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Infectious Etiologies of Febrile Illnesses in Cameron.

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Title:Infectious Etiologies of Febrile Illnesses in Cameron.
Authors:Kenji, Obadia Mfuh
Contributors:Biomedical Sciences (Tropical Medicine) (department)
Date Issued:May 2017
Publisher:University of Hawaiʻi at Mānoa
Abstract:Background: Diagnosis of febrile illnesses in malaria-endemic countries focuses primarily on
confirming or ruling out malaria, since malaria is considered a major health threat. But because
of the high rate of malaria over-diagnosis, other febrile illnesses are often misdiagnosed or
overlooked. Thus, there remains a large gap in our understanding of pathogen profiling in most
malaria-endemic countries. Because knowing the cause of fever is the first step in deciding
appropriate treatment and improving disease outcomes, the overall objective of this dissertation
research was to identify infectious causes of febrile illnesses in Cameroon.
Methods: We recruited 550 febrile patients seeking care at selected hospitals in Cameroon.
Blood samples were collected from patients and used to conduct malaria tests by thick film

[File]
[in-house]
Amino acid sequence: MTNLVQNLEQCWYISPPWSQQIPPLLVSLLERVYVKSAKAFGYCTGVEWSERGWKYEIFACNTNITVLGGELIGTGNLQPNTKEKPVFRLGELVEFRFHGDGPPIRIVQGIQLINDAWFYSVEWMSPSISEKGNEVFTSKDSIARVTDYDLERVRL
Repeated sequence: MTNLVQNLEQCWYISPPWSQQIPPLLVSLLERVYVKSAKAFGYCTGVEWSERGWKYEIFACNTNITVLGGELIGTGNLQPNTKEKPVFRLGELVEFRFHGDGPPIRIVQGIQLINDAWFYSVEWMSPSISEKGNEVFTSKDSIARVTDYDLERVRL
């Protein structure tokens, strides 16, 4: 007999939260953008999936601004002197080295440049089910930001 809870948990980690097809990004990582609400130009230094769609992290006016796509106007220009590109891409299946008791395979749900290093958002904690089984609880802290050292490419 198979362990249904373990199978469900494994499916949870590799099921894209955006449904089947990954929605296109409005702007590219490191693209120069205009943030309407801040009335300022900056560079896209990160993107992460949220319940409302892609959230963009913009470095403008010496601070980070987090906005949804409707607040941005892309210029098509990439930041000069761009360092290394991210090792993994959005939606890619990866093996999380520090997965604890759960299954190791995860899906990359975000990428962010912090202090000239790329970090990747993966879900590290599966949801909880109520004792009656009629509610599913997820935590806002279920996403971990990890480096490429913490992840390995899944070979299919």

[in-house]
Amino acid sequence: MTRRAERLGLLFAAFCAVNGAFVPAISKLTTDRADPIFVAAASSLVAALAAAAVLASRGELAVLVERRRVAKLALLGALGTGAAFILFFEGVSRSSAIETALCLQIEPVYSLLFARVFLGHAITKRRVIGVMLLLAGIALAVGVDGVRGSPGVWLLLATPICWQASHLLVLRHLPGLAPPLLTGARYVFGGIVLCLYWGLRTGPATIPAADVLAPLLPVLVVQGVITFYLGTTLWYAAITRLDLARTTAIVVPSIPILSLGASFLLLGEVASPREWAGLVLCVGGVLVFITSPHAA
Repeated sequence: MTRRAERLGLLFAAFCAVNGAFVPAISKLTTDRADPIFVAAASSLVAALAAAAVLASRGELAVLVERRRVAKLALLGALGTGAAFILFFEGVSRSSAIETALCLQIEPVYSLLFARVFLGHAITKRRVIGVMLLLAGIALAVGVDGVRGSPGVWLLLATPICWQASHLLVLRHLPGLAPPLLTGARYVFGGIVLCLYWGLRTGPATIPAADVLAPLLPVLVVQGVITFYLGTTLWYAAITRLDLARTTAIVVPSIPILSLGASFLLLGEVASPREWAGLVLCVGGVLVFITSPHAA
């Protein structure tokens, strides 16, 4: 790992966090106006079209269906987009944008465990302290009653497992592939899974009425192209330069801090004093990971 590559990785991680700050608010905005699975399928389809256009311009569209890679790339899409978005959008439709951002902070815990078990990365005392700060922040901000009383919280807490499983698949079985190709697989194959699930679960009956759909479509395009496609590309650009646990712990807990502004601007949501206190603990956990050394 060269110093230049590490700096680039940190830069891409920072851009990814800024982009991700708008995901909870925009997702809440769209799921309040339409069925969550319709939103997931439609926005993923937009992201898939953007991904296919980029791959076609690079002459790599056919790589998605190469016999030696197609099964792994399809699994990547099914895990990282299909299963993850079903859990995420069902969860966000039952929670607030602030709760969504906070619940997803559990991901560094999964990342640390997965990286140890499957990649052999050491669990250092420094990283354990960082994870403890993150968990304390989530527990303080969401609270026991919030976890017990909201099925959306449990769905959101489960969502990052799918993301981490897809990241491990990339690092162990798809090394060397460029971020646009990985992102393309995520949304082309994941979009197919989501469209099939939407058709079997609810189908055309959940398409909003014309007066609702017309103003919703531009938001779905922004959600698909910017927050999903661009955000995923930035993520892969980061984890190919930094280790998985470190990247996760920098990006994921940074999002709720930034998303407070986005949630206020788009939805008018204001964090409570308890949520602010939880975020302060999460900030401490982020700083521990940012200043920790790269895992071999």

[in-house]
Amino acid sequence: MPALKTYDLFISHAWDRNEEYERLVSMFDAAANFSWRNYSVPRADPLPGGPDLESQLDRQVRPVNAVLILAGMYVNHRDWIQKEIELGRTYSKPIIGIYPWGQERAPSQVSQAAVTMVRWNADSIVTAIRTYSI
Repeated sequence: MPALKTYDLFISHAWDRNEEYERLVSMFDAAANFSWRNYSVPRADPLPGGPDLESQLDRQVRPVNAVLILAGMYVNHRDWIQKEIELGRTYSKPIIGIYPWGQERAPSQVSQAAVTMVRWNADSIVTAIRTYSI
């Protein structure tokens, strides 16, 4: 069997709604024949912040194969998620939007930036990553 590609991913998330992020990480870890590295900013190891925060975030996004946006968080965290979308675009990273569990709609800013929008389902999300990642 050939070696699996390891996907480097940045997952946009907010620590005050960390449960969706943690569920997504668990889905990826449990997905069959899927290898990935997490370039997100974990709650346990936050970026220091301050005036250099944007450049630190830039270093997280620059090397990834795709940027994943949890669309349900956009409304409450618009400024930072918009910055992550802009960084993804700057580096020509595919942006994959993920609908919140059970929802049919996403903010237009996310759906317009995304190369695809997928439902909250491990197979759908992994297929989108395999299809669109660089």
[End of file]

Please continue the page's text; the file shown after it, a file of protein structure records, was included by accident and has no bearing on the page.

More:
microscopy, rapid diagnostic testing and PCR. Plasma samples were tested for antibodies
against dengue, West Nile, chikungunya and respiratory viruses, Leptospira interrogans and
Salmonella typhi, using RDT, microsphere immunoassay (MIA) and ELISA. Collected stool
samples were cultured for the isolation of Salmonella and Shigella sp. Recombinant proteins of
Ebola, Sudan, Marburg and Lassa viruses were expressed using Drosophila S2 cells and used
to develop a MIA for viral hemorrhagic fevers (VHF). MIA was pre-validated using human or
humanized monoclonal antibodies, and 408 previously collected plasma samples were
screened for the presence of IgG antibodies for hemorrhagic fever viruses.
Results: Although malaria was the main cause of febrile illnesses in Cameroon, the accuracy of
clinical diagnosis of malaria was poor. That is, 38% of the patients clinically diagnosed as
having malaria had fever caused by other pathogens, including acute respiratory tract infections,
typhoid fever, amebiasis, toxoplasmosis, shigellosis, dengue fever, West Nile fever, and
chikungunya virus infection. We developed and pre-validated a multiplex MIA for the diagnosis
of VHF, and identified samples (5/408) suspected to be positive for Ebola, Lassa and Marburg
viruses.
Conclusion: Collectively, our data provide the first evidence of several pathogens causing
febrile illnesses in Cameroon and may provide the basis for developing an algorithm for the
management of febrile illnesses. This study also reports for the first time the development of a
MIA for the diagnosis of VHF.
Description:Ph.D. Thesis. University of Hawaiʻi at Mānoa 2017.
URI:http://hdl.handle.net/10125/62203
Rights:All UHM dissertations and theses are protected by copyright. They may be viewed from this source for any purpose, but reproduction or distribution in any format is prohibited without written permission from the copyright owner.
Appears in Collections: Ph.D. - Biomedical Sciences (Tropical Medicine)


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